Springfield Union


Ford Fiasco: Tracking the Rise and Fall of the Edsel in American Newspaper Archives

 By Bruce D. Roberts, creator of Edsel Promo Time

Automotive sales tracker R. L. Polk & Co. recently announced that the Ford Focus was the best-selling passenger car in the world in 2012.  Impressive!

By contrast, Ford Motor Company’s ill-fated Edsel, sold for the 1958-1960 model years, is a dark icon of product failure even today.  Ford sunk $250 million into Edsel development; what on earth went wrong?

In 1948, Henry Ford II, Ford’s president and son of previous Ford president Edsel Ford, formed a committee to look into the viability of a new car in the expanding medium-priced segment of the automotive market.  General Motors, by far the largest of the Big Three auto makers, had Pontiac, Oldsmobile, and Buick as entries in the medium-priced field, while Chrysler Corporation had Dodge, De Soto, and Chrysler.  Ford had only Mercury.

Ford Fiasco: Tracking the Rise and Fall of the Edsel in American Newspaper Archives

The Vermilion Bridge: One of the World’s Most Admired Human Achievements

May 27, 2012, is the 75th anniversary of the opening celebrations of San Francisco’s Golden Gate Bridge. When it opened, it was the longest suspension bridge in the world.  It spanned the mile-wide strait entering San Francisco Bay, a feat that had been dreamed of, and deemed impossible, for a century.  On May 27, 1937, over 200,000 pedestrians streamed over the bridge in a festive display of wonder and enthusiasm.

Dallas Morning News (May 28, 1937)

The Vermilion Bridge: One of the World’s Most Admired Human Achievements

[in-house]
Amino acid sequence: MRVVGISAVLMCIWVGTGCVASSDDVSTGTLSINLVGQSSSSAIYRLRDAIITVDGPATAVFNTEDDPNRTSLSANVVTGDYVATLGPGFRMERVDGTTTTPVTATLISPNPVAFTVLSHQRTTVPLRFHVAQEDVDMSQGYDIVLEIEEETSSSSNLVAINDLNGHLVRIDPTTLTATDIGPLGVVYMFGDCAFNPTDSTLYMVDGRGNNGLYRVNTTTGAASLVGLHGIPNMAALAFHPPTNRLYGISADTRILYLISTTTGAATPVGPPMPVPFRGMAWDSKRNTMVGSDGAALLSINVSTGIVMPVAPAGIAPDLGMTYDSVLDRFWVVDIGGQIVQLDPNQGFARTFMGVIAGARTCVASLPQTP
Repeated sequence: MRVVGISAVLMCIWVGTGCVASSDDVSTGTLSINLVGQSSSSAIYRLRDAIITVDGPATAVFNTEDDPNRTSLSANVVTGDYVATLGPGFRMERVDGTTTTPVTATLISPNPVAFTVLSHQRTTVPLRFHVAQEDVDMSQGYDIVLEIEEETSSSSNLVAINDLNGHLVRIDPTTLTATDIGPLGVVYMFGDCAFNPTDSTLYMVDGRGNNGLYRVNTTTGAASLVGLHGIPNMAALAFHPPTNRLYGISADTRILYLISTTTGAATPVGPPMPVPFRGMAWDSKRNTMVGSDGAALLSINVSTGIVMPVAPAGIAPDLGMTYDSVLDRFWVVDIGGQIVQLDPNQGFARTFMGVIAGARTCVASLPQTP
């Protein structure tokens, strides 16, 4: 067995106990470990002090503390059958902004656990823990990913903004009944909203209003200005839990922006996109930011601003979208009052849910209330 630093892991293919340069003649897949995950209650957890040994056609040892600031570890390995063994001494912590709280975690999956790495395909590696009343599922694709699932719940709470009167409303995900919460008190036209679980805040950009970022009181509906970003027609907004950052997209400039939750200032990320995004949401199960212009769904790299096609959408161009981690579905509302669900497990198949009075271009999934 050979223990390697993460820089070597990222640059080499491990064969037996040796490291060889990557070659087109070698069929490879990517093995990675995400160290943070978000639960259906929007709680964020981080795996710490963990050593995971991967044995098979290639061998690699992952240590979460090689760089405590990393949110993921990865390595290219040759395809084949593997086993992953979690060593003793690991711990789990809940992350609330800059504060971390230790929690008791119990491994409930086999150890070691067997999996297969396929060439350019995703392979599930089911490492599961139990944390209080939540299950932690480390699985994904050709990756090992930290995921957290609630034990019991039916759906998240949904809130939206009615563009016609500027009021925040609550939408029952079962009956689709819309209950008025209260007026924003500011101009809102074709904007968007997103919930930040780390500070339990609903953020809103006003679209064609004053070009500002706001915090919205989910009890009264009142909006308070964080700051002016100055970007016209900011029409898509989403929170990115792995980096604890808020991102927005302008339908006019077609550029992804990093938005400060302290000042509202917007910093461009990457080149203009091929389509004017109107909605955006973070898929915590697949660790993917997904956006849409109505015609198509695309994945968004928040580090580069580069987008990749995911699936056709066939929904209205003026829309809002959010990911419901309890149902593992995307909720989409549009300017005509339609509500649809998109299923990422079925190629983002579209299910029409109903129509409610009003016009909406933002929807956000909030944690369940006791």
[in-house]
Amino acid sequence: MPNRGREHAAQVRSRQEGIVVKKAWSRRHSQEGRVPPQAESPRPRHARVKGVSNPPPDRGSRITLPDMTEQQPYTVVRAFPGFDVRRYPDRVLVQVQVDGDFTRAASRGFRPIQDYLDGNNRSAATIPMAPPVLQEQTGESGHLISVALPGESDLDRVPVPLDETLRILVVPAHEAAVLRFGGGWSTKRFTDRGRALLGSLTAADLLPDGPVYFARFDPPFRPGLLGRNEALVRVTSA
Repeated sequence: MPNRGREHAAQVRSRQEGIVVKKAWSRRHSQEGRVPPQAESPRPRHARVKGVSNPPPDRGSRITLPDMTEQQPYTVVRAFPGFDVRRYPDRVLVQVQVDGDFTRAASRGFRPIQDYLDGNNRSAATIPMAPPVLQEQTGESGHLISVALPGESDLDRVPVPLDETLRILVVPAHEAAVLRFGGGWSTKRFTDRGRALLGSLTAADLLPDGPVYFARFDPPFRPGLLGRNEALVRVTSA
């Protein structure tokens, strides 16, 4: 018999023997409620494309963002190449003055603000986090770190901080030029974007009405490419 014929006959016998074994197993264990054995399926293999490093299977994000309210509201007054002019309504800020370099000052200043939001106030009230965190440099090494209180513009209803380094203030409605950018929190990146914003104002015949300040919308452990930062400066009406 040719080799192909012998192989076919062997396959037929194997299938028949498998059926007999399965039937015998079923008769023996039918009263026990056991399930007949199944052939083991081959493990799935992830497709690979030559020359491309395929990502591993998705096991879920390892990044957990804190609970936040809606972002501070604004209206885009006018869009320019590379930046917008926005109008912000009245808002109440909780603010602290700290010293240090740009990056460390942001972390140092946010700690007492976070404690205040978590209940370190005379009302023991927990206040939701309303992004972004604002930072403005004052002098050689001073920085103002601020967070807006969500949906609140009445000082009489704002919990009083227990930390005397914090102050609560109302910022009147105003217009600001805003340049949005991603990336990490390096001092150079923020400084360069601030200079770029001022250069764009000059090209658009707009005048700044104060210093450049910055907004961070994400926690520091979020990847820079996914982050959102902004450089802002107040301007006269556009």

Just published — The Readex Report: April 2012

In our latest issue: The exonerated executioner of a Native American sorceress; profiling a polymathic chess master; using a local newspaper archive to uncover an American city's past; and unremembered inhumanity that sparked a world war.
Murder! Or the Remarkable Trial of Tommy Jemmy, 19th-Century Seneca Witch-Hunter and Defender of Indian Sovereignty By Matthew Dennis, Professor of History and Environmental Studies, University of Oregon I never read murder and mayhem stories in the newspaper.  Such sensationalist accounts have been a mainstay of the U.S. popular press since it was invented in the early American republic, and they remain a prominent feature today.  But the tawdry details of homicidal doings, breathlessly recounted, hold little appeal for me.  And yet a few years ago one such story caught my eye and drew me in, sending me on my own investigative journey. (read article)
Just published — The Readex Report: April 2012

Local Intelligence: Exploring the Past of My Adopted Hometown

Our Guest Blogger:

Barbara Shaffer, unofficial historian of Springfield, Massachusetts

From the online archive of the Springfield Republican and Union

Local Intelligence: Exploring the Past of My Adopted Hometown

You are what you eat? Maybe, maybe not

Source: Morning Oregonian, Feb. 5, 1910

Low-fat? Low-calorie? Low-carb? Headlines seem to grab the public’s interest every day with warnings about what and what not to eat. With food-related health issues and rising obesity rates getting so much attention in the United States and around the world, it is tempting to think that mankind’s struggles with diet are new. But of course they aren’t!

Source: Rising Sun (Kansas City, MO), May 26, 1905. Click to open in PDF.

You are what you eat? Maybe, maybe not

Back to top